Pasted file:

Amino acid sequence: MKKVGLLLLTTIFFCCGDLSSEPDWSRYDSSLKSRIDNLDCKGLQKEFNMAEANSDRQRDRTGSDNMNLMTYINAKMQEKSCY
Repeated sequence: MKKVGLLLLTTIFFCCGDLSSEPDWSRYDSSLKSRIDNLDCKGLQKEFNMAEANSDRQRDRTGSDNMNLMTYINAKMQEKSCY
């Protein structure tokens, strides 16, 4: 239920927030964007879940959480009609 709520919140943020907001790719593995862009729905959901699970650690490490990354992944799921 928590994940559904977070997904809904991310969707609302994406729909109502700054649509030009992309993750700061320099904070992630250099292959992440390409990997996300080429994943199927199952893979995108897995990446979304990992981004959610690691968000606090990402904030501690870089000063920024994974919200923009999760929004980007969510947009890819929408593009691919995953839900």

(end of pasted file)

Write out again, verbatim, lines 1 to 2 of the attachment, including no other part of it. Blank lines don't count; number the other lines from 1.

Amino acid sequence: MKKVGLLLLTTIFFCCGDLSSEPDWSRYDSSLKSRIDNLDCKGLQKEFNMAEANSDRQRDRTGSDNMNLMTYINAKMQEKSCY
Repeated sequence: MKKVGLLLLTTIFFCCGDLSSEPDWSRYDSSLKSRIDNLDCKGLQKEFNMAEANSDRQRDRTGSDNMNLMTYINAKMQEKSCY